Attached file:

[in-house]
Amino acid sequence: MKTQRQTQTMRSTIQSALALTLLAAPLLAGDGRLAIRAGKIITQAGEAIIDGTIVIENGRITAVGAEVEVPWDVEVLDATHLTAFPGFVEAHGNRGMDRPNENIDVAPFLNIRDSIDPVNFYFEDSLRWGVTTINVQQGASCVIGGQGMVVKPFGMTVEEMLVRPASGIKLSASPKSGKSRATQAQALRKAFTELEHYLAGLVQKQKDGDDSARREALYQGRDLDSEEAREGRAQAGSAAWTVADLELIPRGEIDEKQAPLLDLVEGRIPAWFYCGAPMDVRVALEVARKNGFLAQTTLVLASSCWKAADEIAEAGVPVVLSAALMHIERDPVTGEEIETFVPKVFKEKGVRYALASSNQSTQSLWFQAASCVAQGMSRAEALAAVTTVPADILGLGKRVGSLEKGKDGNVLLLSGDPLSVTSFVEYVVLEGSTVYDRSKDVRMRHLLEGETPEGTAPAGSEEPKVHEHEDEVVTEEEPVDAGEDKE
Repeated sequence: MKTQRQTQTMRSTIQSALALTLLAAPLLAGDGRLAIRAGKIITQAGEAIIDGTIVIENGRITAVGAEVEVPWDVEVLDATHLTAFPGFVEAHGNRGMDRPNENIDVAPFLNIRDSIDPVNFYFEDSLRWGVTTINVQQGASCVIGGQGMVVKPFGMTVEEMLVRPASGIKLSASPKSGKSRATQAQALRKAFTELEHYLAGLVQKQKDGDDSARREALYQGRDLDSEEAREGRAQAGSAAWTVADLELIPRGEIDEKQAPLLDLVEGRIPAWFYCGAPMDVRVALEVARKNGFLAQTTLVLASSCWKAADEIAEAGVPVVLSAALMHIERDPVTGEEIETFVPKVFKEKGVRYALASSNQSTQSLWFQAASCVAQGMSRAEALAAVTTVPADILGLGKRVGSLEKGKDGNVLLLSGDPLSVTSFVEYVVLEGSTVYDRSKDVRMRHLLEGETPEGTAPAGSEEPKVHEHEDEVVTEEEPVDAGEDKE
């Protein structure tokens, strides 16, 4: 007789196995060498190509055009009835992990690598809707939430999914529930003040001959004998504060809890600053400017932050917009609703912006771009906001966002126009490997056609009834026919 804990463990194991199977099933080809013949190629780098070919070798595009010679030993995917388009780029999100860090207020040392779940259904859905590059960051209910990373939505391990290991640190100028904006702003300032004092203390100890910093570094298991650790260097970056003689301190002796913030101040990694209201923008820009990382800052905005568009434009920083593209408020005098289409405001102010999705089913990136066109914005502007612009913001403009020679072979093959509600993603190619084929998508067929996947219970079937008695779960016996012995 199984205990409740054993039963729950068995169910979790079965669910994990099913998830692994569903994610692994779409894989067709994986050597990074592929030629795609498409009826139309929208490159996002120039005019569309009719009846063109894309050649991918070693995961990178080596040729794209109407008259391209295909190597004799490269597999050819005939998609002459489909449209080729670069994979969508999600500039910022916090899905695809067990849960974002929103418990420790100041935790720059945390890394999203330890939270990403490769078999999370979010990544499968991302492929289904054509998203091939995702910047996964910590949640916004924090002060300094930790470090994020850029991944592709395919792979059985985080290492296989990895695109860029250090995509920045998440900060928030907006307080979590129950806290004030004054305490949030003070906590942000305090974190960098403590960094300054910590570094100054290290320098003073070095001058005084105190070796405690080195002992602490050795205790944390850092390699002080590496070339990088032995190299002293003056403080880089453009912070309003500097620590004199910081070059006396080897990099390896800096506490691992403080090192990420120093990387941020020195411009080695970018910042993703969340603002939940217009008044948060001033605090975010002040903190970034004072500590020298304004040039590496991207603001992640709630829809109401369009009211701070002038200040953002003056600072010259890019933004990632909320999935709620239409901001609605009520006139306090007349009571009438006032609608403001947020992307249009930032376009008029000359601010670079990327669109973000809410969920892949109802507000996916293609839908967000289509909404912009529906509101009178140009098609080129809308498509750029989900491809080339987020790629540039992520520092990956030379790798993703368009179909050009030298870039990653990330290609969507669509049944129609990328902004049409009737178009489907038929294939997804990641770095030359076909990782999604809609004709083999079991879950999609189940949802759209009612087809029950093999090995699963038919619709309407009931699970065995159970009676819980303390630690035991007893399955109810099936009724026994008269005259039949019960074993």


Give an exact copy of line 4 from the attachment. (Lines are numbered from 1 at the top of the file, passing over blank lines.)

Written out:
């Protein structure tokens, strides 16, 4: 007789196995060498190509055009009835992990690598809707939430999914529930003040001959004998504060809890600053400017932050917009609703912006771009906001966002126009490997056609009834026919 804990463990194991199977099933080809013949190629780098070919070798595009010679030993995917388009780029999100860090207020040392779940259904859905590059960051209910990373939505391990290991640190100028904006702003300032004092203390100890910093570094298991650790260097970056003689301190002796913030101040990694209201923008820009990382800052905005568009434009920083593209408020005098289409405001102010999705089913990136066109914005502007612009913001403009020679072979093959509600993603190619084929998508067929996947219970079937008695779960016996012995 199984205990409740054993039963729950068995169910979790079965669910994990099913998830692994569903994610692994779409894989067709994986050597990074592929030629795609498409009826139309929208490159996002120039005019569309009719009846063109894309050649991918070693995961990178080596040729794209109407008259391209295909190597004799490269597999050819005939998609002459489909449209080729670069994979969508999600500039910022916090899905695809067990849960974002929103418990420790100041935790720059945390890394999203330890939270990403490769078999999370979010990544499968991302492929289904054509998203091939995702910047996964910590949640916004924090002060300094930790470090994020850029991944592709395919792979059985985080290492296989990895695109860029250090995509920045998440900060928030907006307080979590129950806290004030004054305490949030003070906590942000305090974190960098403590960094300054910590570094100054290290320098003073070095001058005084105190070796405690080195002992602490050795205790944390850092390699002080590496070339990088032995190299002293003056403080880089453009912070309003500097620590004199910081070059006396080897990099390896800096506490691992403080090192990420120093990387941020020195411009080695970018910042993703969340603002939940217009008044948060001033605090975010002040903190970034004072500590020298304004040039590496991207603001992640709630829809109401369009009211701070002038200040953002003056600072010259890019933004990632909320999935709620239409901001609605009520006139306090007349009571009438006032609608403001947020992307249009930032376009008029000359601010670079990327669109973000809410969920892949109802507000996916293609839908967000289509909404912009529906509101009178140009098609080129809308498509750029989900491809080339987020790629540039992520520092990956030379790798993703368009179909050009030298870039990653990330290609969507669509049944129609990328902004049409009737178009489907038929294939997804990641770095030359076909990782999604809609004709083999079991879950999609189940949802759209009612087809029950093999090995699963038919619709309407009931699970065995159970009676819980303390630690035991007893399955109810099936009724026994008269005259039949019960074993």